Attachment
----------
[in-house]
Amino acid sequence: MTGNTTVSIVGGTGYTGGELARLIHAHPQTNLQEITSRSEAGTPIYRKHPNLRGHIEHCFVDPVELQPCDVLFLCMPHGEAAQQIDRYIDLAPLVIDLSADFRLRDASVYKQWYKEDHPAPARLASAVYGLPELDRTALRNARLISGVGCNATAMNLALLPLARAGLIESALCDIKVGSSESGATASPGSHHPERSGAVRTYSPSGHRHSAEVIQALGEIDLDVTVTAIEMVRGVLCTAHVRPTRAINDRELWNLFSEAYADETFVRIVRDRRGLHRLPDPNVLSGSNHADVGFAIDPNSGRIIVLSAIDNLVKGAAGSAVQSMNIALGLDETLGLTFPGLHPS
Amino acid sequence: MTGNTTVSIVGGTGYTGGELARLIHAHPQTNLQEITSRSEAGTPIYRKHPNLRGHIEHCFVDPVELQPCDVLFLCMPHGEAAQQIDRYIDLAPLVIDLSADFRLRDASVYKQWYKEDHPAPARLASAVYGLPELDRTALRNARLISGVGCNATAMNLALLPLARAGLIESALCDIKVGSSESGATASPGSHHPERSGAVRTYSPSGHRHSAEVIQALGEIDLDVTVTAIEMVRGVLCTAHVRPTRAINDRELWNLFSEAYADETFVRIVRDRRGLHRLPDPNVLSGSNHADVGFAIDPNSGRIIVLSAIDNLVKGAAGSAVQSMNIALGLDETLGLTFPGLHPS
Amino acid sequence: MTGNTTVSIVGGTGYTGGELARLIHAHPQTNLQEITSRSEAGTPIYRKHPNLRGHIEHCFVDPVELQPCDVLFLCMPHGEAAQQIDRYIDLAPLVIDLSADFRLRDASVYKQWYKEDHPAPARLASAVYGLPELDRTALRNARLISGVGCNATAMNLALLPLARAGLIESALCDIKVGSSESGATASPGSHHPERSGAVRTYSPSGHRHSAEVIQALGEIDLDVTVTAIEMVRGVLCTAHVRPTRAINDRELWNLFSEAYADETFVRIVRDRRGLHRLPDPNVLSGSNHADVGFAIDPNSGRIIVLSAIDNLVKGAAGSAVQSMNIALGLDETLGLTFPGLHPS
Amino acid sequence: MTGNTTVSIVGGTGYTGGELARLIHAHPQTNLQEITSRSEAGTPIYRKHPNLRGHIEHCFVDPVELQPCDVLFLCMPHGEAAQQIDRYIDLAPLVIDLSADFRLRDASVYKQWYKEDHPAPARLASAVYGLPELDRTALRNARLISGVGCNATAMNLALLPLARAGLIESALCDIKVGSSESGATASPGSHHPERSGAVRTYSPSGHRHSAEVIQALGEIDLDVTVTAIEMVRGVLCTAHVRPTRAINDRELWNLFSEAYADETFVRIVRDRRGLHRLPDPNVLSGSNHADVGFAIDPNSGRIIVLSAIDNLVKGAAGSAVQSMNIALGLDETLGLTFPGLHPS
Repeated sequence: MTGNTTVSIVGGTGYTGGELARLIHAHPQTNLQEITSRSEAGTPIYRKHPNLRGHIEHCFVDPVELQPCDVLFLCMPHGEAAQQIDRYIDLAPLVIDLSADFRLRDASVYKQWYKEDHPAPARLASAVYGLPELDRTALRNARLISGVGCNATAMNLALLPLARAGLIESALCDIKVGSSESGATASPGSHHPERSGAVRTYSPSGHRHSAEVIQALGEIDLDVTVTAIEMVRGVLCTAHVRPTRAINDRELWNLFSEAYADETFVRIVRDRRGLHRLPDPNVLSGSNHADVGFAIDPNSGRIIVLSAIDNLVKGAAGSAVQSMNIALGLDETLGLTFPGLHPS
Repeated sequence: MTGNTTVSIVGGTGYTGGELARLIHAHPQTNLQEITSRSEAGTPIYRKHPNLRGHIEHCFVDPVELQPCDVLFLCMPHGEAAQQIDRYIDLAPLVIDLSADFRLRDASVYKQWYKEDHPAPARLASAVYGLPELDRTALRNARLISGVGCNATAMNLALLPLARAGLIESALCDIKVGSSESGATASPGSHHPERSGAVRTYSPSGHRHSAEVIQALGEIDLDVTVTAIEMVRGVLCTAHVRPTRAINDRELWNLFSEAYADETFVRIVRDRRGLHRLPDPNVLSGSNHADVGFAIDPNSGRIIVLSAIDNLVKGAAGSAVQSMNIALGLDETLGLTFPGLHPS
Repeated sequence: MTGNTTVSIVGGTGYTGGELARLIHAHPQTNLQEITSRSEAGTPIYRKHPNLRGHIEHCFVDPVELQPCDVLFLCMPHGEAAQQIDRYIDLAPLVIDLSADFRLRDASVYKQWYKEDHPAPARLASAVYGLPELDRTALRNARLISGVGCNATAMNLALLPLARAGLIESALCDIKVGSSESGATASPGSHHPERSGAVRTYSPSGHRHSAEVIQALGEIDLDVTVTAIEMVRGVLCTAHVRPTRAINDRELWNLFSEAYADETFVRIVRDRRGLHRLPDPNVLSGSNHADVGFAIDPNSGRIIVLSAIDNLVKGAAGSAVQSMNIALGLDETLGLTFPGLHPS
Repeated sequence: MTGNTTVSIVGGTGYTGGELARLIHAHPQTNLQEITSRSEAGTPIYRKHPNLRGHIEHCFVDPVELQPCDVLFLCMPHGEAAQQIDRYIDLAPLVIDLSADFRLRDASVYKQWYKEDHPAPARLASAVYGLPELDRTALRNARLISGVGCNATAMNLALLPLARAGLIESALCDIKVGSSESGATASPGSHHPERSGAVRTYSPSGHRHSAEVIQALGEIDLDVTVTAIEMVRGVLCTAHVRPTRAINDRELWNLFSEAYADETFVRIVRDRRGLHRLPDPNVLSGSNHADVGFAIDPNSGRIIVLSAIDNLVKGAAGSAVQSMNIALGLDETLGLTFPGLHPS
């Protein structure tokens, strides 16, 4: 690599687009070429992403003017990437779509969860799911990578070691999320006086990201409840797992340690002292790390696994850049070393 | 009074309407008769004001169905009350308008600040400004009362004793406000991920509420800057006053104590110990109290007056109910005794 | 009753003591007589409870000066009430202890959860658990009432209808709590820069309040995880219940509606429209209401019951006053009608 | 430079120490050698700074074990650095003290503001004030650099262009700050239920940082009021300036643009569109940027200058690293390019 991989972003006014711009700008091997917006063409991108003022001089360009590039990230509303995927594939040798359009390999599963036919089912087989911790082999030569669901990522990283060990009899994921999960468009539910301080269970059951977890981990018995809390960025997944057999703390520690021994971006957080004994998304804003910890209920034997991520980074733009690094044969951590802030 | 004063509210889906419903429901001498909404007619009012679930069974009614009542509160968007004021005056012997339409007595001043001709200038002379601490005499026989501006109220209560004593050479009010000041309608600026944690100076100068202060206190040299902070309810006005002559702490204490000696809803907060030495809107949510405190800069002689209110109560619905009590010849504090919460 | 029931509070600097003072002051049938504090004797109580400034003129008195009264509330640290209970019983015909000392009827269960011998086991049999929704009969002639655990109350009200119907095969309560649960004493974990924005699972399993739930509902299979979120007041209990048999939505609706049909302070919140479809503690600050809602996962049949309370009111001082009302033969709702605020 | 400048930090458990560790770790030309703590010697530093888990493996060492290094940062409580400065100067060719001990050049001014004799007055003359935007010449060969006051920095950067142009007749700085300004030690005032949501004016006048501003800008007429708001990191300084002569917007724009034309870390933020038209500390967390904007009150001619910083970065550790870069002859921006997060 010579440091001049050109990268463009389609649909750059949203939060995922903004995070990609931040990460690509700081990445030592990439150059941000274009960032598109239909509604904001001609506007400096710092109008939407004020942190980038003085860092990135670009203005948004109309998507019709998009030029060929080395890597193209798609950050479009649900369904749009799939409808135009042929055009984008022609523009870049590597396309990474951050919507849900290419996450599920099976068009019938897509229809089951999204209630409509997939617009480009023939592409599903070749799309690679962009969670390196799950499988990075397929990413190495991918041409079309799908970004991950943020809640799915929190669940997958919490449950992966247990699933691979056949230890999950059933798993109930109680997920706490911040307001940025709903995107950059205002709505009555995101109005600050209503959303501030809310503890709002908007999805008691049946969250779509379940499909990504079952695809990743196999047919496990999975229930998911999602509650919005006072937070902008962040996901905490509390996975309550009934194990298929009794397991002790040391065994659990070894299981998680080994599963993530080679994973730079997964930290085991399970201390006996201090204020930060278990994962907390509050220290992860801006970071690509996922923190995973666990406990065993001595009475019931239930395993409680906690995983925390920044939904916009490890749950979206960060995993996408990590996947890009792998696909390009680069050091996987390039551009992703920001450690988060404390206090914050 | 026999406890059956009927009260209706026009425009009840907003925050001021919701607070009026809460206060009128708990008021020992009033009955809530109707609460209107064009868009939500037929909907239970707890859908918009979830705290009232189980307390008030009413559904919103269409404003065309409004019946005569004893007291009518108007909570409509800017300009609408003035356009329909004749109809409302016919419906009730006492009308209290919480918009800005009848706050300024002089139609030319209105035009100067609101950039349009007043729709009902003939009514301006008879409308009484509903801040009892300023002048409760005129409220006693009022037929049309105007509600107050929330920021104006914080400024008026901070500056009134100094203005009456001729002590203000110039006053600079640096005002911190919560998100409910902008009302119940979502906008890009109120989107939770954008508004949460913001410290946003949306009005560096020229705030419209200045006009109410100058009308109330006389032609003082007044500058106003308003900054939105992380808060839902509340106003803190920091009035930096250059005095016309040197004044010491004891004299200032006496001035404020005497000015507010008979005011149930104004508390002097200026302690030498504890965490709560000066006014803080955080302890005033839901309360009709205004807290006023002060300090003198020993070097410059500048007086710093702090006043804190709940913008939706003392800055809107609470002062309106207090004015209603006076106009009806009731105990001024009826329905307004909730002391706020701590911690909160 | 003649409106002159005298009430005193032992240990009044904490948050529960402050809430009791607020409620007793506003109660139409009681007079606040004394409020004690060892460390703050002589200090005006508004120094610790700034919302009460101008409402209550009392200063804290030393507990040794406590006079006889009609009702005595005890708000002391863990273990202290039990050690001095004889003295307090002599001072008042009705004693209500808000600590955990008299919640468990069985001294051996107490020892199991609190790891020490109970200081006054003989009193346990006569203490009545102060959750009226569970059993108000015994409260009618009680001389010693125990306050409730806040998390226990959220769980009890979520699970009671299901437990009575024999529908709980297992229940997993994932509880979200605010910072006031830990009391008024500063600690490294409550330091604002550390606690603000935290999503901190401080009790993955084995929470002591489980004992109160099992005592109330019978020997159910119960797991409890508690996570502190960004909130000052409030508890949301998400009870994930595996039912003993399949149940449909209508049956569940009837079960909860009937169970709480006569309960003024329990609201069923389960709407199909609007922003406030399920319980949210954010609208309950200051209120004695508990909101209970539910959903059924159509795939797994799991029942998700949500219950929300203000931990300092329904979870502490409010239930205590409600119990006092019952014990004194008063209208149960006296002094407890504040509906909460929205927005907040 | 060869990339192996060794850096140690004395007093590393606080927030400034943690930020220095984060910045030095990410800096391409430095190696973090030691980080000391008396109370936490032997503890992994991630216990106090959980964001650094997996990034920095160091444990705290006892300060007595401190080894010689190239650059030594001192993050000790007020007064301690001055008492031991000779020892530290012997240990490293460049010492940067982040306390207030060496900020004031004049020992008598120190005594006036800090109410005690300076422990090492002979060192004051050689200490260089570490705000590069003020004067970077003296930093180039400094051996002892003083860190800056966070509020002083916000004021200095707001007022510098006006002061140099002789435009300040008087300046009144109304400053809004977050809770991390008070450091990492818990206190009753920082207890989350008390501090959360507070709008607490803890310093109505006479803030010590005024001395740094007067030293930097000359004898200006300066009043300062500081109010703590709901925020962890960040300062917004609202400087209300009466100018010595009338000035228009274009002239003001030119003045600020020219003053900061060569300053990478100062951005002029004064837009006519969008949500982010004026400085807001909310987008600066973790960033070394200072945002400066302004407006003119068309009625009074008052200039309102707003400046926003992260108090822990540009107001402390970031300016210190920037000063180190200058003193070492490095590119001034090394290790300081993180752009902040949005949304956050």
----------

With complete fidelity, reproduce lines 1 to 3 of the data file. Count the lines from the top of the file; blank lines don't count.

[in-house]
Amino acid sequence: MTGNTTVSIVGGTGYTGGELARLIHAHPQTNLQEITSRSEAGTPIYRKHPNLRGHIEHCFVDPVELQPCDVLFLCMPHGEAAQQIDRYIDLAPLVIDLSADFRLRDASVYKQWYKEDHPAPARLASAVYGLPELDRTALRNARLISGVGCNATAMNLALLPLARAGLIESALCDIKVGSSESGATASPGSHHPERSGAVRTYSPSGHRHSAEVIQALGEIDLDVTVTAIEMVRGVLCTAHVRPTRAINDRELWNLFSEAYADETFVRIVRDRRGLHRLPDPNVLSGSNHADVGFAIDPNSGRIIVLSAIDNLVKGAAGSAVQSMNIALGLDETLGLTFPGLHPS
Amino acid sequence: MTGNTTVSIVGGTGYTGGELARLIHAHPQTNLQEITSRSEAGTPIYRKHPNLRGHIEHCFVDPVELQPCDVLFLCMPHGEAAQQIDRYIDLAPLVIDLSADFRLRDASVYKQWYKEDHPAPARLASAVYGLPELDRTALRNARLISGVGCNATAMNLALLPLARAGLIESALCDIKVGSSESGATASPGSHHPERSGAVRTYSPSGHRHSAEVIQALGEIDLDVTVTAIEMVRGVLCTAHVRPTRAINDRELWNLFSEAYADETFVRIVRDRRGLHRLPDPNVLSGSNHADVGFAIDPNSGRIIVLSAIDNLVKGAAGSAVQSMNIALGLDETLGLTFPGLHPS